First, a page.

I was fortunate about that time to wander into a place called Neko Gardens. The garden's caretakers, Jett and Jade, took me under their wing and it became my first home in SL. At the time, I had no idea what a Neko was. It had never occurred to me to be anything else besides human in this virtual world.
Neko Gardens was a delightful blend of feline, fairy and zen. One could sleep in a giant flower or swim in a sapphire waterfall. That might seem silly, but it was just the kind of escape I needed at that time.
Sadly, Neko Gardens, at least in the incarnation I knew it when I first met Jett and Jade, is no longer. But that sense of community they fostered there has stayed with me. I am so grateful for their kindness and generosity. It set the tone for how I have led my life in both of the worlds I reside in.
But back to the garden. As I settled in I began to broaden my horizons and explore other sims. I started plugging various search terms in -- and to my delight, one of the search returns was 22 Baker Street, located on the Victorian sim, Caledon.
From there, I began to wonder if such a thing as "role play" existed in SL. It did!
I drifted through many amazing times and places, all fantastically re-created down to the last pixel, until one day I finally discovered an era that spoke to me -- the Victorian Old West.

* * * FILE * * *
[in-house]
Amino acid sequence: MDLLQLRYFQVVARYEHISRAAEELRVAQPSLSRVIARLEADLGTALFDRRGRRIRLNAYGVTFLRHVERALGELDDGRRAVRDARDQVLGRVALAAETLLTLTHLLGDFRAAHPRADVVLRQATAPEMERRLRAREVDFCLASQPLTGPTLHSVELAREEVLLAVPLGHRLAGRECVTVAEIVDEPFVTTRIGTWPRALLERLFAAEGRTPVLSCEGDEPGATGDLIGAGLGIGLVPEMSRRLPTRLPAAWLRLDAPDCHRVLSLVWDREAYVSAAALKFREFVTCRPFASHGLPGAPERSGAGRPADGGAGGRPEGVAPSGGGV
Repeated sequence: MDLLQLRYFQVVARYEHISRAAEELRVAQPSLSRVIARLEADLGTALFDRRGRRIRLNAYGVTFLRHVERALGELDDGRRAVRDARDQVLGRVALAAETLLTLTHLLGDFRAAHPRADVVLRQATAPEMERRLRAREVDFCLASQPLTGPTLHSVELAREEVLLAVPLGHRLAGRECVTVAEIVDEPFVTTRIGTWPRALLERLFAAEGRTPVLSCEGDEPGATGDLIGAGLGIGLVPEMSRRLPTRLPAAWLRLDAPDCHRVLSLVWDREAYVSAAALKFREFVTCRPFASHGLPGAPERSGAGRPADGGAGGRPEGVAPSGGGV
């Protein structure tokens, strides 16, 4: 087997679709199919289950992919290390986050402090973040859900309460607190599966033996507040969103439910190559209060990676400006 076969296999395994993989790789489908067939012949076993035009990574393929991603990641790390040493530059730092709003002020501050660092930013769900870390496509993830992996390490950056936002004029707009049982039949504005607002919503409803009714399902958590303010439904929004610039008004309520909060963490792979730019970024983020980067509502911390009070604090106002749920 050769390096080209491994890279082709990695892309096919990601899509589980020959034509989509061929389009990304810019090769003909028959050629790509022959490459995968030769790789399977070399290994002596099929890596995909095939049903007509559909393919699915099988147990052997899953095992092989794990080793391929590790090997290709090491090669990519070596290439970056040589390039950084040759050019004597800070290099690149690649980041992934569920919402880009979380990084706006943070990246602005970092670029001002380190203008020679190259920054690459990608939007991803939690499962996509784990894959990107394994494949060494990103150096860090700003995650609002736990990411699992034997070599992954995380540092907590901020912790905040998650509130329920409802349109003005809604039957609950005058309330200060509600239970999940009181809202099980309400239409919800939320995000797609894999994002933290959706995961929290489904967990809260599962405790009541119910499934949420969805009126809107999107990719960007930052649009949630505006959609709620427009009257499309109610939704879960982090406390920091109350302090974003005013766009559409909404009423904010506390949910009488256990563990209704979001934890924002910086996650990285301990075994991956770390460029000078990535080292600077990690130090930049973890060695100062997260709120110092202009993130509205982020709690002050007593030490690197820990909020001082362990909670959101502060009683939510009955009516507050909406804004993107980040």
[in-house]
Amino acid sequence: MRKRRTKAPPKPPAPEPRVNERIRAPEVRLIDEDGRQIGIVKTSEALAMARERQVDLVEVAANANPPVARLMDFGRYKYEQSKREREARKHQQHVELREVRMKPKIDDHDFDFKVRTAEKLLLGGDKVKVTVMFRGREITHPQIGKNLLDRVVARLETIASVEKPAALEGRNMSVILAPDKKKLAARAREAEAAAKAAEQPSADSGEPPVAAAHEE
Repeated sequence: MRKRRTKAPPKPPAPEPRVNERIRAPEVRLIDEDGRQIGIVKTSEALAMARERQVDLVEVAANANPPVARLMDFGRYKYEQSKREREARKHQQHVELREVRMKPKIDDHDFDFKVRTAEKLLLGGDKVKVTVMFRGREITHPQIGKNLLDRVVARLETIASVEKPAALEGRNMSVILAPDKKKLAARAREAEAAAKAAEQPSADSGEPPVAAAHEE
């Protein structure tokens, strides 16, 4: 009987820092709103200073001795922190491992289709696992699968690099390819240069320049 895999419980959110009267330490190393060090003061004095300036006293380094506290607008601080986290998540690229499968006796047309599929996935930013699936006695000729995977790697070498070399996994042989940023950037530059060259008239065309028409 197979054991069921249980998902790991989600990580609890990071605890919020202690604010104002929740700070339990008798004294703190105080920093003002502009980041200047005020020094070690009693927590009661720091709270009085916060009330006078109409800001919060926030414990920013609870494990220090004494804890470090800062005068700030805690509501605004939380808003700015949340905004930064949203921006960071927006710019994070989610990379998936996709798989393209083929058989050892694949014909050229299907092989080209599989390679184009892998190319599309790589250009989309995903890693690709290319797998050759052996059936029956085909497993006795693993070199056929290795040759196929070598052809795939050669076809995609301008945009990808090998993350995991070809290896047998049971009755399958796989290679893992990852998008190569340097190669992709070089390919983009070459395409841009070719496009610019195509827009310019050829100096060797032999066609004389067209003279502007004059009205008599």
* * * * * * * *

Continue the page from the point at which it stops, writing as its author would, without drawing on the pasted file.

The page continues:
So, one frigid February afternoon, a finely dressed redhead descended the steps of a rickety stagecoach, stepping into the slush and snow covered street of a little mining town in the Black Hills of South Dakota... Deadwood, circa 1876.
There, Astolat Dufaux, seamstress, failed actress, refuge seeker, was born.
I chose the title of this blog, "The Victorian Closet," because it seemed an appropriate description for what will be my musings about Victorian fashion, both as a designer of Victorian clothing in Second Life, and as an amateur historian in my "First Life." I use the term fashion in the broadest sense -- not just clothing, but customs, attitudes and ... well, those things one might find literally or metaphorically in a Victorian closet.
Welcome! -- I hope you enjoy following my train of thought.